€32,000,000. A horror indeed for Colliers International UK (plc) (Colliers) as Mr Justice Blair awarded that amount to the issuer of the Titan Europe 2006-3 CMBS (Titan). The judgment was for the loss suffered by Titan in relation to the negligent valuation by Colliers of a property in Nuremberg originally occupied by the (now bankrupt) German mail order giant Quelle (see judgment of Titan Europe 2006-3 plc v Colliers International UK plc (in liquidation)  EWHC 3106 (Comm) here).
Aside from questions that arose in relation to the valuation of the property itself, the case considered pertinent questions of loss and reliance in relation to securitisation issuers, namely whether:
- Titan was the right entity to bring the claim; and
- Titan could be said to have relied on the valuation provided by Colliers.
The judge rules in favour of Titan in both instances. In relation to who was the correct claimant, while the judge agreed with Collier’s contention “viewed from an economic perspective…it is the investors in the Notes that suffer the loss” he then went on to state that “it does not follow that in law Titan has not suffered a loss in respect of which it can bring claim” and ultimately that Titan had suffered a loss the moment it acquired a chose in action worth less than the price paid for it. The reasoning on this point appears to have been two fold. Firstly, Mr Justice Blair was content to apply previous case law in Paratus AMC Ltd. v Countrywide Surveyors Ltd.  PNLR 12 in which it has been established that the contractual spreading of loss did not affect that incident of the basic loss arising in itself and secondly, the court accepted that, in these types of transactions, “the distribution of loss can be difficult to pin down, and depends on when investments were acquired, market movements, and the performance of the rest of the transaction”.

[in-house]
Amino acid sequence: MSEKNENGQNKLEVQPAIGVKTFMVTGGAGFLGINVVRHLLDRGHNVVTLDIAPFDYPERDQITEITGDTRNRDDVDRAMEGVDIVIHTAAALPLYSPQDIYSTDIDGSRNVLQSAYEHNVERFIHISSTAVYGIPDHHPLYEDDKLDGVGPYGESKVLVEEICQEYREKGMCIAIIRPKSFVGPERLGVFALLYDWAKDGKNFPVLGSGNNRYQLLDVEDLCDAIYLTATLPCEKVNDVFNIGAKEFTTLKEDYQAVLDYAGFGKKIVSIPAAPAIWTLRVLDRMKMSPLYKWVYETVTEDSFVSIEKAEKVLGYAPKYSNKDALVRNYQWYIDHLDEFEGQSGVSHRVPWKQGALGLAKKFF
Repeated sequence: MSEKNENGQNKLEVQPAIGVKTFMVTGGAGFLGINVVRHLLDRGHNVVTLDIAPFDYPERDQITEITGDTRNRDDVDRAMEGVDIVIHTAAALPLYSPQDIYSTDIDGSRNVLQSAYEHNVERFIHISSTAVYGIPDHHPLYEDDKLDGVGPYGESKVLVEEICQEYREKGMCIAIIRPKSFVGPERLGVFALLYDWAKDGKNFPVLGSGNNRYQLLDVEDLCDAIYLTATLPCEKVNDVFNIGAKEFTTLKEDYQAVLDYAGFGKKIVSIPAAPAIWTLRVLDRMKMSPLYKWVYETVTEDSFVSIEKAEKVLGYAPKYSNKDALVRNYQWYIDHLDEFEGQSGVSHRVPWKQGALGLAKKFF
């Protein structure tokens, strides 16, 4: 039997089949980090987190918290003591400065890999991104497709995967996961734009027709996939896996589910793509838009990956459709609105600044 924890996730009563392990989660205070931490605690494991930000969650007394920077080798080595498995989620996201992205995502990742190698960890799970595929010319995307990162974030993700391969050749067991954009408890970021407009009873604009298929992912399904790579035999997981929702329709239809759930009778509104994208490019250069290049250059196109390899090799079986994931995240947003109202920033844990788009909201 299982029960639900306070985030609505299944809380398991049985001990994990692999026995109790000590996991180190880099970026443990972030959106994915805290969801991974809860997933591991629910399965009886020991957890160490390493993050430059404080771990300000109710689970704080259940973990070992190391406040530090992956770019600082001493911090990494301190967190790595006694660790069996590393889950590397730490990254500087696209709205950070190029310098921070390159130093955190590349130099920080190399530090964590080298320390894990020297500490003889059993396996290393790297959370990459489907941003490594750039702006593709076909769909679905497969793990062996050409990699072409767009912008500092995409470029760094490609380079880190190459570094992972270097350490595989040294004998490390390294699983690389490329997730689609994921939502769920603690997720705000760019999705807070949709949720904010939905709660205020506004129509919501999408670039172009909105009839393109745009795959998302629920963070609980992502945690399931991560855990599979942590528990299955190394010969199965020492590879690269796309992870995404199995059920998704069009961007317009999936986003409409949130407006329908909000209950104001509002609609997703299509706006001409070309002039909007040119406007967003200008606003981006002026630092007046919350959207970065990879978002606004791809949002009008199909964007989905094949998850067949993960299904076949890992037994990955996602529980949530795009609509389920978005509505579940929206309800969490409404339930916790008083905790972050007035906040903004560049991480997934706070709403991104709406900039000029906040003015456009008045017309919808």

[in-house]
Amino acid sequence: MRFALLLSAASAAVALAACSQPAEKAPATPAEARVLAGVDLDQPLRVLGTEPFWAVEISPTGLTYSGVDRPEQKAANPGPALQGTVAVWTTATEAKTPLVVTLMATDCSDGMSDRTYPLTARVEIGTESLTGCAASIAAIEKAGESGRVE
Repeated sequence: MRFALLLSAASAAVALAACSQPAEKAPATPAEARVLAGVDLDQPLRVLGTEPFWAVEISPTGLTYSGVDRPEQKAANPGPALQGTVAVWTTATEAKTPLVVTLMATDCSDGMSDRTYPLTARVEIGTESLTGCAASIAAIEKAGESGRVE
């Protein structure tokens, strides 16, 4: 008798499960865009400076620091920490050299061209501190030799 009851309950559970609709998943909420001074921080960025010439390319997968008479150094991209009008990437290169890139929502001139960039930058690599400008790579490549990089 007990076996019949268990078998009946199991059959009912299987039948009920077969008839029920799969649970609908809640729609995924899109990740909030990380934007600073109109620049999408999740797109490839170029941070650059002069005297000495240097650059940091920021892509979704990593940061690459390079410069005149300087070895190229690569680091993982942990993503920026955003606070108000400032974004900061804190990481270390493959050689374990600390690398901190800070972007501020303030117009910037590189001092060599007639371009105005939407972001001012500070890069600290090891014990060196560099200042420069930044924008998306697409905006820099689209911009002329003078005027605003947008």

Although, it should be borne in mind that Mr Justice Blair did caveat the findings on this point by stating “I note that a different answer to the “correct claimant” question might arise in a different case, depending upon the contractual documentation and the arguments in that case”. Given that the Titan Europe 2006-3 structure is quite a common one for CMBS transactions, one could imagine that this would most likely be tested in other, perhaps simpler structures, e.g. single asset, single tranche and single noteholder deals, where the loss to the noteholder would correspond in timing and value directly and demonstrably to the negligent valuation.
In relation to arguments relating to reliance, the judge sensibly ruled that establishing reliance by Titan on the valuation provided by the Colliers did not require the directors of Titan to have read the valuation report itself. It was enough that the directors had reviewed the preliminary offering circular which contained the valuation of the property (and in particular the loan to value of the of the Quelle loan) which backed up the corresponding warranty from the originator, Credit Suisse, contained in the sale agreement relating the loan.
Overall, the case demonstrates the willingness of the court to recognise the complex nature of the securitisations and at the same time not allow that to hinder recoveries where a loss has been suffered by an SPV issuer and, ultimately, by the noteholders.